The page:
US Equity markets were ending last week on a down note, when rumors of an Ambac (ABK) rescue plan started circulating (via Charlie Gasparino of CNBC).
A few issues seem to be getting overlooked in the kneejerk reaction to this. Let's see if we can identify some more interesting elements:
1) This is the fifth such rumor in 2008, and I'm not sure why that is. Is it wishful thinking, or have the other deals fallen apart -- for good reason, too?
We had the initial rumor over a month ago (Next on the Worry List: Shaky Insurers of Bonds);
that was a $15 billion dollar bailout. Then came the Wilbur Ross Ambac
rescue plan. Another bank consortium plan came and went. Lastly, the
Buffett offer, which was widely misrepresented as Berkshire (BRK.A)
injecting money, when Buffett merely offered to sell reinsurance to the
2) The current rescue operation is for but $3B. This small sum is intriguing -- not just relative to the prior rumors. First, the duolines have potential exposure anywhere from $30 to $75 billion dollars. On top of that, the bank's counterparty and hedging exposure has been estimated at $150B to $200B. Can $3B really solve this problem?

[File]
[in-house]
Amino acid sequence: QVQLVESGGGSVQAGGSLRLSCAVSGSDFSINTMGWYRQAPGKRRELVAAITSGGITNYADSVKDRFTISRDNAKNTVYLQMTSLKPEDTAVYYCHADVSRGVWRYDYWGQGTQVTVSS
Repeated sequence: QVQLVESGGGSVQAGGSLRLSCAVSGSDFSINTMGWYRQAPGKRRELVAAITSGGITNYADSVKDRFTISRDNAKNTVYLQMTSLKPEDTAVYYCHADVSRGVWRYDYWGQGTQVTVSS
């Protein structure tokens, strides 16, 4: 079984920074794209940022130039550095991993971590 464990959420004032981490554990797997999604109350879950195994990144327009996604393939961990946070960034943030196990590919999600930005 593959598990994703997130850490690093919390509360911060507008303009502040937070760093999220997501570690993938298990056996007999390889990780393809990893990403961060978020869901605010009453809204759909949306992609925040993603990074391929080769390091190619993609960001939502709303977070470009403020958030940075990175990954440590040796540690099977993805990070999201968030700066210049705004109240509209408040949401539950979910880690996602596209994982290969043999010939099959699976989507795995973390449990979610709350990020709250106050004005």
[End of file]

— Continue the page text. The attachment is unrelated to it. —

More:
3) From the FT Friday: Banks to aid Ambac with up to $3bn
The banks looking at supporting Ambac include Citigroup (C), Wachovia (WB), Barclays, Royal Bank of Scotland, Société Générale (SCGLY.PK), BNP Paribas, UBS (UBS) and Dresdner. They have the most exposure to guarantees supplied by Ambac on structured bonds and derivatives, the value of which could fall sharply, resulting in billions of dollars of writedowns if the insurer's credit ratings drop far below the triple-A level. (emphasis added)
Hence, the banks who are Part of the rumored consortium are (of course!) the ones who have the most to lose if any of the Duolines fail. This is not so much a bailout as a possible attempt to kick the can down the road. They have the most exposure to guarantees supplied by Ambac on structured bonds and derivatives, the value of which could fall sharply, resulting in billions of dollars of writedowns if the insurer’s credit ratings drop far below the triple-A level.
What's truly bizarre is that a dozen banks spending three large may actually be a relatively good deal for them, if it avoids a quarter trillion in writedowns.
The bottom line: Until this deal gets done and the details are better known, it's simply another in a long string of rumors. Worse yet is what it means: Banks have so much derivative exposure they are willing to throw away $3 billion to prevent the counter-parties from getting a ratings agency downgrade.
Banks to aid Ambac with up to $3bn
Aline van Duyn and Ben White in New York
Fri Feb 22 19:25:37 EST 200